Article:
How to save tax on long term capital gain from sale of house property

How to save tax on long term capital gain from sale of house property

How to save tax on long term capital gain from sale of house property

We all know that the real estate investment provides good returns over a long term. However during this process we should know how to save tax on long term capital gain from house property sale by looking at various options for tax exemptions.

What is long term capital gain from house property refers to?

If a house property is sold < 3 years from the date of purchase, then, it is short term capital gains. Property sold after 3 years (or 36 months) from date of purchase comes under the long term capital gains. The tax rate on long term capital gain is 20%.

How the long term capital gain from house property is calculated

Long term capital gain is not simply computing the difference between sale value minus purchase value. The value of money ten years back, say Rs 1,000 is not same as today. Hence while arriving capital gains on property sale, the indexation would be done. Indexation is done by computing the past value to present value considering cost inflation year on year. The cost inflation index (CII) needs to be referred to arrive at the present value of the past investments.

E.g. if you have purchased a house property in year 1995 for Rs 10 lakhs and sold for Rs 40 lakhs in 2012, the value of CII in 1995-96 was 281 and 2011-12 is 785. The present value after indexation is 10 lakhs x 785 / 281 = Rs 28 lakhs (approx). The long term capital gain on house property is the difference between the sale value i.e. Rs 40 lakhs minus Rs 28 lakhs = Rs 12 lakhs. Income tax on this would be 20% i.e. Rs. 12 lakhs x 20% = Rs 240,000

How to get exemption on long term capital gain from house property:

1) Buy a new property or construct a new house (Exemption as per Section 54)

If you have sold a house property and have a long term capital gain, you can get exemption by re-investing the amount in a new or another property from the sale proceeds.

  • The exemption can be sought by purchasing the new residential house within a period of one year prior to or two years after transfer of the original house.
  • In case of under construction house, the new construction of house needs to be completed within 3 years from the date of original transfer of house.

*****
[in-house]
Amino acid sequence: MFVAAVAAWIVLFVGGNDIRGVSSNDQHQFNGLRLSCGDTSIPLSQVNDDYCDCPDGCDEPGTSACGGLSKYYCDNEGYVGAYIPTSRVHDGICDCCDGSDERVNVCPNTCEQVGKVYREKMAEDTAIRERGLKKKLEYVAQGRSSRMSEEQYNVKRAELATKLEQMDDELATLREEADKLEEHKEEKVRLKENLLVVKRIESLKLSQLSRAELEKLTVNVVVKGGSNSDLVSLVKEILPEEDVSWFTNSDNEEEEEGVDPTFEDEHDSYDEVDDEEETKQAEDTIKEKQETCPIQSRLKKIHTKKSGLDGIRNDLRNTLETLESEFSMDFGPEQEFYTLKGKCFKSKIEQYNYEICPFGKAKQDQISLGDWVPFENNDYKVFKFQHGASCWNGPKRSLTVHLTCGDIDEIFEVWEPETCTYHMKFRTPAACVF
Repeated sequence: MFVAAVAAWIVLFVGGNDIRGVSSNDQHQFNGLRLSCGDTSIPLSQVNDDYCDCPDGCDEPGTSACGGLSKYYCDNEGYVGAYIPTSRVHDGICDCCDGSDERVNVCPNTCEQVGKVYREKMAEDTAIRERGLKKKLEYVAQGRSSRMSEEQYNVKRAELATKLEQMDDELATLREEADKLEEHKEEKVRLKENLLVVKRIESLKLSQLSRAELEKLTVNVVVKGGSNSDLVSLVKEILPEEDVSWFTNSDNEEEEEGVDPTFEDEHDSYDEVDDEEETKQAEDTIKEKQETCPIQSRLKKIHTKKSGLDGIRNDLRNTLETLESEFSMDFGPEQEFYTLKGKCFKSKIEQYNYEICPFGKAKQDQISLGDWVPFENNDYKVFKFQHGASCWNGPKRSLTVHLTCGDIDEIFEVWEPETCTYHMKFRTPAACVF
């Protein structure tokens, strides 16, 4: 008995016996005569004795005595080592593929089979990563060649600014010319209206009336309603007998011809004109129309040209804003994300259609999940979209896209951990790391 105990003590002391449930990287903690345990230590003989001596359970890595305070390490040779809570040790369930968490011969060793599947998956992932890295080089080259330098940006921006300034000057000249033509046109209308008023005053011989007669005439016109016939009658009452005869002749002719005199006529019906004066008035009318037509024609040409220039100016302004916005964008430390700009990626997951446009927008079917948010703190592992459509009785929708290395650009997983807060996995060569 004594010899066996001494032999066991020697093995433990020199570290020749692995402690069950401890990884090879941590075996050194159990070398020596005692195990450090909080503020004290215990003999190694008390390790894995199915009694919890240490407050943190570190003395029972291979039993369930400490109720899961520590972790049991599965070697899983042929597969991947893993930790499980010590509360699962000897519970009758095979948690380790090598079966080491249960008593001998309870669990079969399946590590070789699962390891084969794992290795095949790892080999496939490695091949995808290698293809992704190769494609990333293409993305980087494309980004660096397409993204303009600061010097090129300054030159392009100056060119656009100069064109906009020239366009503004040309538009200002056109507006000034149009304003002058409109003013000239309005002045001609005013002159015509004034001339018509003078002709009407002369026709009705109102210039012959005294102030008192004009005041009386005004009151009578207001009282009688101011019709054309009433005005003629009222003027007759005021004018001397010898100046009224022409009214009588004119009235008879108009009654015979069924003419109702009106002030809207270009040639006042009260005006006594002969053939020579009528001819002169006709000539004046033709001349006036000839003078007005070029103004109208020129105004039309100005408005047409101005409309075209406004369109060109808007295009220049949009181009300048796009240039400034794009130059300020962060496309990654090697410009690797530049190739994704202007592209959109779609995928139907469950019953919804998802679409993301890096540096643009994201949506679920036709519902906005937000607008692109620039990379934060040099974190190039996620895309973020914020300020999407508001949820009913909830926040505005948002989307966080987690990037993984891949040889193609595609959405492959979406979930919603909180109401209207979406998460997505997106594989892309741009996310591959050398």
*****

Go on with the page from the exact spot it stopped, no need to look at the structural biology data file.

I feel this is one of the best methods of getting exemption for long term capital gain from house property sale

2) Open a CGAS

You can open capital gain account with any Government owned bank and deposit the capital gains in this account and file your income tax return before 31st July and save long term capital gain tax.

  • This method is generally used to park the money, till you find a new house.
  • Once you find a new house, withdraw this money and purchase the house any surplus remaining would attract long term capital gain tax.
  • However there is stipulated period for this. You need to buy a new house within 2 years or construct a house in 3 years from the date of transfer of property.

3) Save in 54 EC bonds

In case you are not investing in new property, there is another option to save tax is by investing in bonds as per section 54 EC. These bonds are issued by National Highway Authority of India and Rural Electrification Corporation Ltd. However use this as last option for exemption of long term capital gain from house property sale as the returns would be very low.

  • These bonds are issued for a minimum of Rs 10,000 and in multiples of Rs. 10,000 and the period of investment is 3 years.
  • The maximum amount that can be invested in a financial year is Rs 50 lakhs.
  • If you are investing part of your long term capital gains into these bonds, you would get exemption only to that extent and balance surplus amount would attract tax.
  • The coupon interest rates for such bonds are 6% annually.
  • If you withdraw such bonds before 3 years, you need to pay LTCG tax.

How to save tax on long term capital gain from house property sale

 

Conclusion: Thought investing in real estate is a good long term investment option, while you are selling your house property, try these exemptions to avoid tax for long term capital gains.

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Suresh